The key lime, or "Citrus Aurantifolia," probably originated in Asia near Burma or Malaysia. Ancient travelers imported key limes to the Middle East and Africa. Even today, Nile farmers sell key limes at bazaars in Egypt. The key lime probably migrated West to Caribbean and Latin America in the 16th century with the help of Portuguese explores and Spanish conquistadors. Now days, key limes are a staple of the Florida Keys where they find safety from the freezing temperatures that plague most of the remaining USA. Commercial key limes for North American grocery stores probably come from Mexico or Central America. Texans call them "Mexican Limes."
Our key lime trees germinated from seeds. Key limes generally "come true to type" from seeds. Unlike other citrus fruit, some say it's best to start a tree from seed because it minimizes transfer of diseases. After I throw a few damaged limes into our garden, seedlings sprout the following season. I plant the seedlings in a pot for the first year or two. This allows easy movement into a warm shed when a cold snap threatens. After transplanting, key lime trees grow vigorously to about 8 feet tall. Trees seem to start flowering within the first 3 years after transplant.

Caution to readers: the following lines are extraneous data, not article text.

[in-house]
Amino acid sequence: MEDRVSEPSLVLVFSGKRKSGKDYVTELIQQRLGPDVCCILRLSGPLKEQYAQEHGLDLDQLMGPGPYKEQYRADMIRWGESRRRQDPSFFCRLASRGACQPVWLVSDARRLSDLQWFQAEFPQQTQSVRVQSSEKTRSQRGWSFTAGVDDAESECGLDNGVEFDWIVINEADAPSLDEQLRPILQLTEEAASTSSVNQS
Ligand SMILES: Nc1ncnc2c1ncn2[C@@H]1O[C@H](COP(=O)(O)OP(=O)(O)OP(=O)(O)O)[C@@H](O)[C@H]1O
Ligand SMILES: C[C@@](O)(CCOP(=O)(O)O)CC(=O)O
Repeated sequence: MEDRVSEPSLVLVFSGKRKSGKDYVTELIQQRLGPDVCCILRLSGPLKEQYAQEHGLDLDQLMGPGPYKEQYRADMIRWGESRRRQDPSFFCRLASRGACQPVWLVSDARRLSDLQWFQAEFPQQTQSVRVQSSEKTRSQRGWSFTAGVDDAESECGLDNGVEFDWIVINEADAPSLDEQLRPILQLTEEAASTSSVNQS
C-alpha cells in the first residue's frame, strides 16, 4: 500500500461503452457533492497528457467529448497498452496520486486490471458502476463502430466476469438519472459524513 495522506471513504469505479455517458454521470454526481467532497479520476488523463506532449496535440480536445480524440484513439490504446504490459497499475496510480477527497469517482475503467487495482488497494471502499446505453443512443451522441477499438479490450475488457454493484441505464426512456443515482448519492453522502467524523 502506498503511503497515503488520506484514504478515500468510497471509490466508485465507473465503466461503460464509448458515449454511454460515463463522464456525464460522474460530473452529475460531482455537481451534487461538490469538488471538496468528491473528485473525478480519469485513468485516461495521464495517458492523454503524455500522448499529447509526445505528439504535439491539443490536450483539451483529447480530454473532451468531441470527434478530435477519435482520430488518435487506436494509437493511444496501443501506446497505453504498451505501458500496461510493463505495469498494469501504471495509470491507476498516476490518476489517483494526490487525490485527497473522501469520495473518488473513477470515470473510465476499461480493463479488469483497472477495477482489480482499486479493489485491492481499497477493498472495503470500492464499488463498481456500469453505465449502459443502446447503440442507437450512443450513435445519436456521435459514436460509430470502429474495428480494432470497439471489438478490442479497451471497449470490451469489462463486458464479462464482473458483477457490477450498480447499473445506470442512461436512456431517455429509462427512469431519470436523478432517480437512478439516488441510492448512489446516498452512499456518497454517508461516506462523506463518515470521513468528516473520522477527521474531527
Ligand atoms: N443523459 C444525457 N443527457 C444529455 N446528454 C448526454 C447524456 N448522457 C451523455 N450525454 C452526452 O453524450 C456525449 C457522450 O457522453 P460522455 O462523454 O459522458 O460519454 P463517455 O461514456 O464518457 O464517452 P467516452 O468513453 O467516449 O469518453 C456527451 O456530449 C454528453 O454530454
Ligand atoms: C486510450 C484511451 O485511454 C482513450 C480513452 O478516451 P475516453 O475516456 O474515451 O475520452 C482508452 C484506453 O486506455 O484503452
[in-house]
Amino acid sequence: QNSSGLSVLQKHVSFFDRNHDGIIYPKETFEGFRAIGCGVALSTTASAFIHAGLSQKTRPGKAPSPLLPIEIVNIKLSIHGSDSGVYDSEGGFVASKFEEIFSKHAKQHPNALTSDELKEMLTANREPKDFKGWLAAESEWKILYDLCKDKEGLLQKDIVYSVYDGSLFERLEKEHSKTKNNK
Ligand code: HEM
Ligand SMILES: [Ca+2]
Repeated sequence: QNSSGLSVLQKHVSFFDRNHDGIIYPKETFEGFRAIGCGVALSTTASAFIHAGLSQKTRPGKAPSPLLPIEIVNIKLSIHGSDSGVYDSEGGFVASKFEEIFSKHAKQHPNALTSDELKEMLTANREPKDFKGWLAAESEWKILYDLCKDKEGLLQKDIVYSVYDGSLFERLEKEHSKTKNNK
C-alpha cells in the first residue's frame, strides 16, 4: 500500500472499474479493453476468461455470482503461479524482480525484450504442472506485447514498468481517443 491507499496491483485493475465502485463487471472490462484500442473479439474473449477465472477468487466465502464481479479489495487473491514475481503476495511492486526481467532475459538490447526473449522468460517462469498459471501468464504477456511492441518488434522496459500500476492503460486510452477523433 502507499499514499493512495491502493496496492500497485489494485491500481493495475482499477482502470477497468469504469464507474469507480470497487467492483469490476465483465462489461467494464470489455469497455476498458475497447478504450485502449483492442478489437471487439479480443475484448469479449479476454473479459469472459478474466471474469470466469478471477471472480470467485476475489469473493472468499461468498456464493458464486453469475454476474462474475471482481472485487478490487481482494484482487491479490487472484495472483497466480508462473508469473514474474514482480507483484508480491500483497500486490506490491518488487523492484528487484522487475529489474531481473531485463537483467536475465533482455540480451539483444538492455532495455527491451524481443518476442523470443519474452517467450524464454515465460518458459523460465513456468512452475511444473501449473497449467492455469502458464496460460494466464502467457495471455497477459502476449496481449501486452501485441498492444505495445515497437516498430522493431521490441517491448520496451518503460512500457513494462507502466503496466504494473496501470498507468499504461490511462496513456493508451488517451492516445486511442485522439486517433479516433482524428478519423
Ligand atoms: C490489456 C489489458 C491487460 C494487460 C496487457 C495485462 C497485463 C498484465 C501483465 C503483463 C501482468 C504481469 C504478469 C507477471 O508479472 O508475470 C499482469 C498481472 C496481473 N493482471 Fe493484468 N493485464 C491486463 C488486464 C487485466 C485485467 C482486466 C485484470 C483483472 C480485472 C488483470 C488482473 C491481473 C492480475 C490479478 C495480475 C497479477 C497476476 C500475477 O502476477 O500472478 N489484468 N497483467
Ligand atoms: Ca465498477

If not for cool weather and short days of winter, our trees would probably bloom all year. At our house in Florida (28N Lat), key lime trees bloom from early spring through early fall. Flowers are quite fragrant and attract a lively menagerie of insects. Fruit is available from early summer until December. During the heart of the season, a mature tree easily produces a gross of limes every week! The fruit starts green, matures to yellow, and then falls to the ground when it's ripe. A typical lime is about the size of a golf ball and holds numerous seeds. Our children collect the limes and sell them to local fruit stands during the summer. Unfortunately, there's little or no profit in the trade.
Key lime trees seem to enjoy the alkaline soil of Florida, although I'm told they aren't very salt tolerant. My trees seem fairly pest tolerant, so it's largely a maintenance free undertaking. Aside from cold sensitivity, key lime trees have one major bad attribute: thorns. Thorns frequently exceed one inch and are down-right nasty sharp. They're a genuine safety hazard!
If you want to learn more about key lime botany, I'd recommend the University of Florida (GO GATORS!) agricultural extension web site, IFAS, or one of the many commercial websites like keylime.com.
Enjoy Key Limes!